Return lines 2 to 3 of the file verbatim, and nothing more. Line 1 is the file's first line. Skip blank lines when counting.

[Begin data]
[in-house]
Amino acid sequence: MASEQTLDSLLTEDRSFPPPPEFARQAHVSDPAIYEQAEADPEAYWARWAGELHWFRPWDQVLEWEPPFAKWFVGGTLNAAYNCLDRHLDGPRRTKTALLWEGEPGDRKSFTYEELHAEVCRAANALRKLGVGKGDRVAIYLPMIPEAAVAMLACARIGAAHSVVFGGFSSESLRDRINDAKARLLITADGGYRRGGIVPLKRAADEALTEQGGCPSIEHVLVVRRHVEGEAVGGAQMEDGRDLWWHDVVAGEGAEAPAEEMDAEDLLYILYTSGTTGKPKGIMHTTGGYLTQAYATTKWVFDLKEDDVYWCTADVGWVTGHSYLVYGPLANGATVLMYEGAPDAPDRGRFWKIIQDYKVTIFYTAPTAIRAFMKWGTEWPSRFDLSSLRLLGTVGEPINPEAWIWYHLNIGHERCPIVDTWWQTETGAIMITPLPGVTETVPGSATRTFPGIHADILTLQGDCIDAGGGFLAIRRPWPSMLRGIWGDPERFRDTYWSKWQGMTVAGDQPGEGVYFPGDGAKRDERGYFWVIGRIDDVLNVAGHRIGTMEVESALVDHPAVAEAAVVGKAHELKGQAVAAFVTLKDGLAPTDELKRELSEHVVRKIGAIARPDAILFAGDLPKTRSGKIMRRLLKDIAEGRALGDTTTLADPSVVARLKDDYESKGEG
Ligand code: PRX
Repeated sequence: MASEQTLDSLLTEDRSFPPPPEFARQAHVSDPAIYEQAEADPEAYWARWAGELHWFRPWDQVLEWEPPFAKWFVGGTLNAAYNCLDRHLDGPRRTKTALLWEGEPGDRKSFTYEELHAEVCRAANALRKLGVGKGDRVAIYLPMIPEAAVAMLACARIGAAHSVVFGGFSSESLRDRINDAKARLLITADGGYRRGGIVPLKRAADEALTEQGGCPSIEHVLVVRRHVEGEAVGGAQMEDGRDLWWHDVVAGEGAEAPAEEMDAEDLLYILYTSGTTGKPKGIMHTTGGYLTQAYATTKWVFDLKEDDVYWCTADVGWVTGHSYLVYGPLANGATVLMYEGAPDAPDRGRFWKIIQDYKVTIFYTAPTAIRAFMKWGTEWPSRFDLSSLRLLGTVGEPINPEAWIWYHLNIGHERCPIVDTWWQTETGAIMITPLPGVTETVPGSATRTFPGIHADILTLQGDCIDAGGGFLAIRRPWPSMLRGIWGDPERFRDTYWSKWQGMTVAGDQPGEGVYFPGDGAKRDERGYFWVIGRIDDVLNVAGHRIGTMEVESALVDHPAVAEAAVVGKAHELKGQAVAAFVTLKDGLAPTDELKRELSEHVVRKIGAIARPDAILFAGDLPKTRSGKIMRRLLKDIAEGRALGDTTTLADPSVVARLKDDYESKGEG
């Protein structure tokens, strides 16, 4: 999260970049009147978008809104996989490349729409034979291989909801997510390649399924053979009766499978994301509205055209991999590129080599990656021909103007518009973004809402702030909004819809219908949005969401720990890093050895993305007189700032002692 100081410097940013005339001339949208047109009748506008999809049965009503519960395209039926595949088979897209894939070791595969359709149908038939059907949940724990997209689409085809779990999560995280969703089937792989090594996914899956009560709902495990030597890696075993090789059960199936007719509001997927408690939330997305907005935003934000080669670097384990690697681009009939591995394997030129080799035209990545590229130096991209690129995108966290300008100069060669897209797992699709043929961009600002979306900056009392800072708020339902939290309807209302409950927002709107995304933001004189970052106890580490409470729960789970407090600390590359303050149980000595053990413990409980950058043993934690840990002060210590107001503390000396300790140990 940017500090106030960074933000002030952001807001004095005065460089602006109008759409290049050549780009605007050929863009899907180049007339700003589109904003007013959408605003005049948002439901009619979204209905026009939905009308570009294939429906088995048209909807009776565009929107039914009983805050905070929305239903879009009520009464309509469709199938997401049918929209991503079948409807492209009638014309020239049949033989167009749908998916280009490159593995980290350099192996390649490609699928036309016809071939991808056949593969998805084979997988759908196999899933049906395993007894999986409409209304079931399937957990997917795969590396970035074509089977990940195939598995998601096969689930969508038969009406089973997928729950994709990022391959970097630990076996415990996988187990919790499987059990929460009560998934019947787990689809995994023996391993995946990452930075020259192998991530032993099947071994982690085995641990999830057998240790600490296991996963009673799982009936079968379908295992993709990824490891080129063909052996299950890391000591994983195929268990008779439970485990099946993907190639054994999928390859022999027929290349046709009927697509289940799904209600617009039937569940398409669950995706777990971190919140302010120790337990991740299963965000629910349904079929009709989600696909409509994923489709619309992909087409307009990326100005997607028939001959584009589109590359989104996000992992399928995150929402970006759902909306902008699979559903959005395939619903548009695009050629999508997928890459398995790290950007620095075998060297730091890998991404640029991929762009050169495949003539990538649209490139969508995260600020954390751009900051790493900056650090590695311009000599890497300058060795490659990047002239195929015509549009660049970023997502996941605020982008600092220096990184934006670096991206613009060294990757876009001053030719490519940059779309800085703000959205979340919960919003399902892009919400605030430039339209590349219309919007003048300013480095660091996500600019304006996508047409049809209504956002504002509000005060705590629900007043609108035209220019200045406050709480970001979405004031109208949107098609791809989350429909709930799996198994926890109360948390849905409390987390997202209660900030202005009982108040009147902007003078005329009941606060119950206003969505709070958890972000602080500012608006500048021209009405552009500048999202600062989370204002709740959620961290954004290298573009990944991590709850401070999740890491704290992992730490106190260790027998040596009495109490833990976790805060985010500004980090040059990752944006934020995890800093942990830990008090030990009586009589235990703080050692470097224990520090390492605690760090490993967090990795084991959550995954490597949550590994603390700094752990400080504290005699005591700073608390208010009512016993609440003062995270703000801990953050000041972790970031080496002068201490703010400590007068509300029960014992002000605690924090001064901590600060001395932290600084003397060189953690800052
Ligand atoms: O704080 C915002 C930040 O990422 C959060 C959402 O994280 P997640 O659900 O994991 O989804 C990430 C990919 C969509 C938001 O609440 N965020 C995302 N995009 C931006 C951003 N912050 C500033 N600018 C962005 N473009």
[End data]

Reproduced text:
Amino acid sequence: MASEQTLDSLLTEDRSFPPPPEFARQAHVSDPAIYEQAEADPEAYWARWAGELHWFRPWDQVLEWEPPFAKWFVGGTLNAAYNCLDRHLDGPRRTKTALLWEGEPGDRKSFTYEELHAEVCRAANALRKLGVGKGDRVAIYLPMIPEAAVAMLACARIGAAHSVVFGGFSSESLRDRINDAKARLLITADGGYRRGGIVPLKRAADEALTEQGGCPSIEHVLVVRRHVEGEAVGGAQMEDGRDLWWHDVVAGEGAEAPAEEMDAEDLLYILYTSGTTGKPKGIMHTTGGYLTQAYATTKWVFDLKEDDVYWCTADVGWVTGHSYLVYGPLANGATVLMYEGAPDAPDRGRFWKIIQDYKVTIFYTAPTAIRAFMKWGTEWPSRFDLSSLRLLGTVGEPINPEAWIWYHLNIGHERCPIVDTWWQTETGAIMITPLPGVTETVPGSATRTFPGIHADILTLQGDCIDAGGGFLAIRRPWPSMLRGIWGDPERFRDTYWSKWQGMTVAGDQPGEGVYFPGDGAKRDERGYFWVIGRIDDVLNVAGHRIGTMEVESALVDHPAVAEAAVVGKAHELKGQAVAAFVTLKDGLAPTDELKRELSEHVVRKIGAIARPDAILFAGDLPKTRSGKIMRRLLKDIAEGRALGDTTTLADPSVVARLKDDYESKGEG
Ligand code: PRX